Scotland - Incredibly, this is only Scotland’s 3rd Euro appearance, and first since 1996. The little cousin to their neighbours down south, this golden generation for Scotland could well be the side to finally put them back on the map.
Having two of the top-5 left-backs in the Premier League in Arsenal’s Kieran Tierney and decorated Liverpool defender Andrew Robertson requires manager Steve Clarke to come up with a system that fits both their talents, and which his 5-2-1-2 seems to have done.
Like Scotland did in qualifying, any noise they’re able to make this tournament will arrive courtesy of its rock-solid defence, as this isn’t a squad dripping with goalscoring power. In fact, Aston Villa's midfielder John McGinnis the only Scottish player heading to the Euro’s with double-digit national goals next to his name.
Denmark - Whilst probably not being a complete underdog, Denmark have a squad capable of going quite deep this tournament.
They’ll first have to channel the spirit of their shock 1992 winning team, yet they can also rely on a more tangible reality insofar as this team is actually littered with star power all over the park. In defence, recently minted Champions League winner Andreas Christensen will lead the way, while their midfield is full of international talent such as Tottenham’s Pierre-Emile Hojberg and Inter’s Christian Eriksen, while counting on the always reliable Tony Delaney to make sure any leaks are plugged.
Like Scotland, Denmark’s chances of springing a surprise will be enhanced by a home-field advantage that will see all 3 of their group games played in Copenhagen.
So many ‘Home Games’
This edition of the 'Euro’s is like no other', played across 11 host cities all over the continent also has certain quirks which could have a massive say in the tournament.
Chiefly, more teams are going to play games in their home city, which creates a somewhat unfair advantage considering the travel restrictions due to Covid-19.
For Example, Italy are playing all their group games in Rome, where they have never lost a competitive match in their history prior to this tournament. This is also the reason why a couple of the aforementioned 'underdogs' mightn't be as such.
As indicated, Denmark get to play all their group matches on home turf, while Scotland will play at Hampden Park in Glasgow twice, with a London assignment against England thrown in between. Russia will play two games in St. Petersburg, the Netherlands play all their group games in Amsterdam, while Spain also has the benefit of not having to leave home until at least the knock-out phase. England seem to always run into bad luck at international level, yet having their three group games at Wembley Stadium should provide them with a relatively smooth runway through to the Round of 16.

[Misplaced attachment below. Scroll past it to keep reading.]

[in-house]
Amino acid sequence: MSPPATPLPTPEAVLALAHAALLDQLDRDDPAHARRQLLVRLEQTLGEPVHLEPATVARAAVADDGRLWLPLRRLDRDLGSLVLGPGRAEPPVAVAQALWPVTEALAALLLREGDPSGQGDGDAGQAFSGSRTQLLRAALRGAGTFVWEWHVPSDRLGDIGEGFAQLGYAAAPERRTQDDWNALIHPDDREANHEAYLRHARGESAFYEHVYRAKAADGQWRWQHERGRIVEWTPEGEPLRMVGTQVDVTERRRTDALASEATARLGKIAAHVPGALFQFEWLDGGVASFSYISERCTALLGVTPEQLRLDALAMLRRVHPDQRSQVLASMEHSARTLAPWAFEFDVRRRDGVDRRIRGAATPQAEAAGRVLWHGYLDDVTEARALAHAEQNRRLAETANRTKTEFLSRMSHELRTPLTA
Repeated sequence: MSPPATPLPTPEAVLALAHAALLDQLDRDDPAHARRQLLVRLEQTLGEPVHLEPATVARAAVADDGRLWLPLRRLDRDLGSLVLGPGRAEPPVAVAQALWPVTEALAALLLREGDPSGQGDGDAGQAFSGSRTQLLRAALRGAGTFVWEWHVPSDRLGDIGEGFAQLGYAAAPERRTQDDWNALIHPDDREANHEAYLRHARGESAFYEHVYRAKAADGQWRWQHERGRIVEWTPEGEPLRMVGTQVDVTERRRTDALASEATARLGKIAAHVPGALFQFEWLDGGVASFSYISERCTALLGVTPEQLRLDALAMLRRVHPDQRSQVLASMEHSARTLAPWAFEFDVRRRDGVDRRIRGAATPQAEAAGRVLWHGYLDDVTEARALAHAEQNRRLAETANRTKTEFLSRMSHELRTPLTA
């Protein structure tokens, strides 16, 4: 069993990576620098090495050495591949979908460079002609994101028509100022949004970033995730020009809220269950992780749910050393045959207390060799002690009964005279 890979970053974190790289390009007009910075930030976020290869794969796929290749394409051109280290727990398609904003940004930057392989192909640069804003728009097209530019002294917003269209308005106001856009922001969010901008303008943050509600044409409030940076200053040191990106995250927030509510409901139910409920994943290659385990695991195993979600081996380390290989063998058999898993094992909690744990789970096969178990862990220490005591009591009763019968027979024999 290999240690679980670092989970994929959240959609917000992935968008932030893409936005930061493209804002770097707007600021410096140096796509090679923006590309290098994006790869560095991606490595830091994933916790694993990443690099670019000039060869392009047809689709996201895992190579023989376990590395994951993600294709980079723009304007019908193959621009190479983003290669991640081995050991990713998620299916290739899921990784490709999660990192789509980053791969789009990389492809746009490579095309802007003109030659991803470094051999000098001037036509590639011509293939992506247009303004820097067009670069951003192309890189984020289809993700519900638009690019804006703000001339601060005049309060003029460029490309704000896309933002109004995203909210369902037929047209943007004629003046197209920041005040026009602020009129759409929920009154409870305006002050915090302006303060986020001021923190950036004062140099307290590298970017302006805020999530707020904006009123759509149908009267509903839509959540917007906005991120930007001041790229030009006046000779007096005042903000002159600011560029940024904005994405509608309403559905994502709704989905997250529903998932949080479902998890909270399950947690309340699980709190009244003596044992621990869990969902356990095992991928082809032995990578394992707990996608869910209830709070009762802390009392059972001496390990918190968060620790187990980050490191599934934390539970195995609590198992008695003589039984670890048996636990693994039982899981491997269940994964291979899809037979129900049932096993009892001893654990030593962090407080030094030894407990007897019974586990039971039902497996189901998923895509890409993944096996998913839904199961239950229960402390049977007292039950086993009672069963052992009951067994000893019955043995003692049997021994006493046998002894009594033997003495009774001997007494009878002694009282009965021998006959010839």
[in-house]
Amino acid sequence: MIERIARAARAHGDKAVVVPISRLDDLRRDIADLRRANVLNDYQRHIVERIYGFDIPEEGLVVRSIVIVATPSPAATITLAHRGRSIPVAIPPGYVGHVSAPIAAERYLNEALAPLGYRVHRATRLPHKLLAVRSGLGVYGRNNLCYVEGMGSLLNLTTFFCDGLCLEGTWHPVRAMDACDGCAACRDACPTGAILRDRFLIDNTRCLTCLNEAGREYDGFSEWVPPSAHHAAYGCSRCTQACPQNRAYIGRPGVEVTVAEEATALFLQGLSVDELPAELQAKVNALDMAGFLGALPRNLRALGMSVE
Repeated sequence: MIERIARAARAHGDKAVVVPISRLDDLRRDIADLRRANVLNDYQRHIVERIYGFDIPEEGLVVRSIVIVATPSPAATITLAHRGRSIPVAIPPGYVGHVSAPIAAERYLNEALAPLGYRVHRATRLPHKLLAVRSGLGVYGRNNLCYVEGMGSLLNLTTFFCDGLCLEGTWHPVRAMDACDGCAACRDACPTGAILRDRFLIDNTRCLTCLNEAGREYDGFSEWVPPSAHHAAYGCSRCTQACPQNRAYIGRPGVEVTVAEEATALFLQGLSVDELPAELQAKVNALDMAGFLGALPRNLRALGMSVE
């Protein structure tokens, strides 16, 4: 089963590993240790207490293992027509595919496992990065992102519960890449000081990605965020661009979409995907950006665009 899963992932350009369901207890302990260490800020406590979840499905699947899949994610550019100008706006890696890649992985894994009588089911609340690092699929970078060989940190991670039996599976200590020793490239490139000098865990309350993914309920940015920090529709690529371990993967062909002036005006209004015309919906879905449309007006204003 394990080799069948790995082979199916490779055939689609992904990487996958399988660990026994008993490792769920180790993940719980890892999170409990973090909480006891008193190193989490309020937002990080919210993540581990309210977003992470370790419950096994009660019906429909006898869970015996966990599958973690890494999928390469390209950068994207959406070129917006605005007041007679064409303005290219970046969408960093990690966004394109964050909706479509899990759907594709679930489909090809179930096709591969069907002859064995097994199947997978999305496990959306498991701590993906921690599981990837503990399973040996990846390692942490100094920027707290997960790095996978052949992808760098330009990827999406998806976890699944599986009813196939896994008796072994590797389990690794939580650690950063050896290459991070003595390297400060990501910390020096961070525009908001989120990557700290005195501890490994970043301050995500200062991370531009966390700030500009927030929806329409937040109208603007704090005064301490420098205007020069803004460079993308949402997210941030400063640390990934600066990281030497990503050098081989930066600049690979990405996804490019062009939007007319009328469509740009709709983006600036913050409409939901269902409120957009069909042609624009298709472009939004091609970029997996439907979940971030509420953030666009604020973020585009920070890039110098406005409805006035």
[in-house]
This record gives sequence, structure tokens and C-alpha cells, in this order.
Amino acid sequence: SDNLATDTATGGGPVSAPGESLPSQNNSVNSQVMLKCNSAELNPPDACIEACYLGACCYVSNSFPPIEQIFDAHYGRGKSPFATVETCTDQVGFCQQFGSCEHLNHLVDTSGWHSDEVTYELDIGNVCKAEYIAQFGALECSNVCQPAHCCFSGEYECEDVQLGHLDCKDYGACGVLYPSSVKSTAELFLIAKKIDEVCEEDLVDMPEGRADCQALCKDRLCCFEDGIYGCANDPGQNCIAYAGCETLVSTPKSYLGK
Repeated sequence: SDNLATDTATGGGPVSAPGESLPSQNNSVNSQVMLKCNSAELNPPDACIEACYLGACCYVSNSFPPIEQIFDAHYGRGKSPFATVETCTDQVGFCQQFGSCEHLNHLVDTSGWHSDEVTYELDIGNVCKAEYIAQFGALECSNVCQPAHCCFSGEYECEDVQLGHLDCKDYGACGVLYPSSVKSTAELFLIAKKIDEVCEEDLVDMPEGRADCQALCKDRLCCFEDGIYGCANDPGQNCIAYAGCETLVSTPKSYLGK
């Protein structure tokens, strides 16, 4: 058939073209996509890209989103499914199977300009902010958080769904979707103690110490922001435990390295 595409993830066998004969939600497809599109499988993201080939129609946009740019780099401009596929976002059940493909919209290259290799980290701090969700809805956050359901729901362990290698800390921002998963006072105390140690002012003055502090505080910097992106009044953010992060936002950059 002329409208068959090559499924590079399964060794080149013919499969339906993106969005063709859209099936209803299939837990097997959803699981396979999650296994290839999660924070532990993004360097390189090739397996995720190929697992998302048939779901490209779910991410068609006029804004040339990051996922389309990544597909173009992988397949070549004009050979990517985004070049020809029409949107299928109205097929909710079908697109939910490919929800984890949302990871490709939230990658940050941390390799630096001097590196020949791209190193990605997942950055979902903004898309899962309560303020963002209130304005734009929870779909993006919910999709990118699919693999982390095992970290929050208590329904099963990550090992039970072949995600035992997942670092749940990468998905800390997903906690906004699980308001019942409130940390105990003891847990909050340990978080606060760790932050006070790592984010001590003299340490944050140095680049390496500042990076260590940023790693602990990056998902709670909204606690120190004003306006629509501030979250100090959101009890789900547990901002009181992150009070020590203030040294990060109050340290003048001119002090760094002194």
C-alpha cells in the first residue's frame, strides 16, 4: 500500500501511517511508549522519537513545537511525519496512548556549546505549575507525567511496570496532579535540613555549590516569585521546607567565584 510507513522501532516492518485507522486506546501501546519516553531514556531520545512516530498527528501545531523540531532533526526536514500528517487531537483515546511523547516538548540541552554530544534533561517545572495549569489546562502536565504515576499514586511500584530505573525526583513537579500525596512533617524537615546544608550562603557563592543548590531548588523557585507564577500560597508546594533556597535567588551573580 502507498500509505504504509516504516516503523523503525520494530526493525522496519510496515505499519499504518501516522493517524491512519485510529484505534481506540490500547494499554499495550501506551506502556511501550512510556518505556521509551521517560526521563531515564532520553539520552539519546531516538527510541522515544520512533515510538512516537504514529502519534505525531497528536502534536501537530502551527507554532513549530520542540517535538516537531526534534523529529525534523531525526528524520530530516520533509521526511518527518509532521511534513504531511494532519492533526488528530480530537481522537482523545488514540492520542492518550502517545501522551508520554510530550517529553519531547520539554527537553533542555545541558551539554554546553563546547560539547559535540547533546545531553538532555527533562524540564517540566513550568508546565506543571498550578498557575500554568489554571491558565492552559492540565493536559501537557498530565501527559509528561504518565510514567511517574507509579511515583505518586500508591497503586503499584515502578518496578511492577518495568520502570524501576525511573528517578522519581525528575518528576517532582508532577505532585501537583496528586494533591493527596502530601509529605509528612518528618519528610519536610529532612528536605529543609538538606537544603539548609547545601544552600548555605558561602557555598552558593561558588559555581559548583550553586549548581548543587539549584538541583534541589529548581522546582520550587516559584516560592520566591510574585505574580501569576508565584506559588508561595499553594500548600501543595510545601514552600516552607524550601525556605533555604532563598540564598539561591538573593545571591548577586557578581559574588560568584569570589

The fallibility of the big teams
What makes the Dark Horses of the tournament even more likely to go deep this Euro's is that nearly every big team has something that might perhaps undermine thier campaign. Put simply, no team is a lock for anything at this tournament.
The likes of Spain, Germany and Netherlands are all in a transitional phases. Spain is still trying to let go of that old guard which carried them in the last World Cup, with Germany in a similar situation, while this will also be their last international foray with Joachim Löw at the helm.
The Dutch are of course still recovering from the rise and fall of the Ronald Koeman era, while this talent-laden squad is still yet to prove itself on the big stage.
And then there's the likes of England and Belgium, two teams positively dripping with superstar talent, but whom continue to disappoint once the lights are shining brightest.
Will this year be different, who knows? But what is for sure is that these Euro’s are going to be an absolute cracker.